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A Tale of Two Forks

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While I was writing last Friday's editor's note, "Linux Should Copy Amiga", I kept thinking what a different story it would have been if Amiga had been released under a Free Software license. I'm sure I'm not the only one with that thought. Then I ran across osCommerce is Dead: Long Live the NEW osCommerce Project. While the circumstances are different, this is also a story of a software project in trouble. But it has a different ending, because osCommerce is licensed under the GPL.

osCommerce has been very successful, and reportedly is used by over 200,000 online stores. Despite its success, it has been plagued by problems:

"Last January the group did release a bugfix release version 2.2 Release Candidate 2a, but this was the only official development of the year. The rest of the year the group remained silent. Leadership was absent even on the osCommerce forums which in previous years had been run with an iron fist

"Discussion of other open source programs was permitted and the posts remained, leading to speculation that the development team has simply abandoned ship. The once-prolific forum moderator and poster Ponce de Leon, who once posted to his forum daily, failed to even log onto his own forum for five months until he returned briefly earlier this month....

"Over the years, the unyielding management of the founder, Harald Ponce de Leon, forced team after team of developers to resign."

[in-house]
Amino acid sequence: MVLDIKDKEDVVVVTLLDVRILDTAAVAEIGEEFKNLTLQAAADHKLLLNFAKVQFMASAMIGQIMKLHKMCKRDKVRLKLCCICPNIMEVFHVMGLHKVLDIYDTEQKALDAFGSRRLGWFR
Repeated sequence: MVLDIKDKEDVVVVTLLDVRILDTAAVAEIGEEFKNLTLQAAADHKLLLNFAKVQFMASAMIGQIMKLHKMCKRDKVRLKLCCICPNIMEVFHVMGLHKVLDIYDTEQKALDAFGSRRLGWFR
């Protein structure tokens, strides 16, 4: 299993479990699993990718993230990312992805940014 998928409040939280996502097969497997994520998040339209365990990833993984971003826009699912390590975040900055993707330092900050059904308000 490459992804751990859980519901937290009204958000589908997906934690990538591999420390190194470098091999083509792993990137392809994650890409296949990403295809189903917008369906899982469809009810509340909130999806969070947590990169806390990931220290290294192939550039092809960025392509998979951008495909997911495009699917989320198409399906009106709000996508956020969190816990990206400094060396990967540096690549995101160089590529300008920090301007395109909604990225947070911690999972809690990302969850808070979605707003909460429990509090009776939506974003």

Long-time development team member Rhea Anthony apparently felt that investing further energy in the existing project was not going to work out, so she built her own team and forked osCommerce; the new project is called The osCommerce Project.

Contrast that with the poor old AmigaOS: once upon a time it was revolutionary, and it still has a large devoted following. But development stalled because it lost funding, and ownership of the code came under dispute, and is still unresolved. Hyperion Entertainment and Amiga, Inc. both claim to be working on Amiga 4.0, but who knows if it will ever be released. Or if it will be relevant, or comparable to other modern operating systems after all this time. A lesson in how the freedom to fork, and to release your modifications, is powerful protection from lock-in and obsolescence.


A history of the Amiga, part 7: Game on!, with links to the first six parts.

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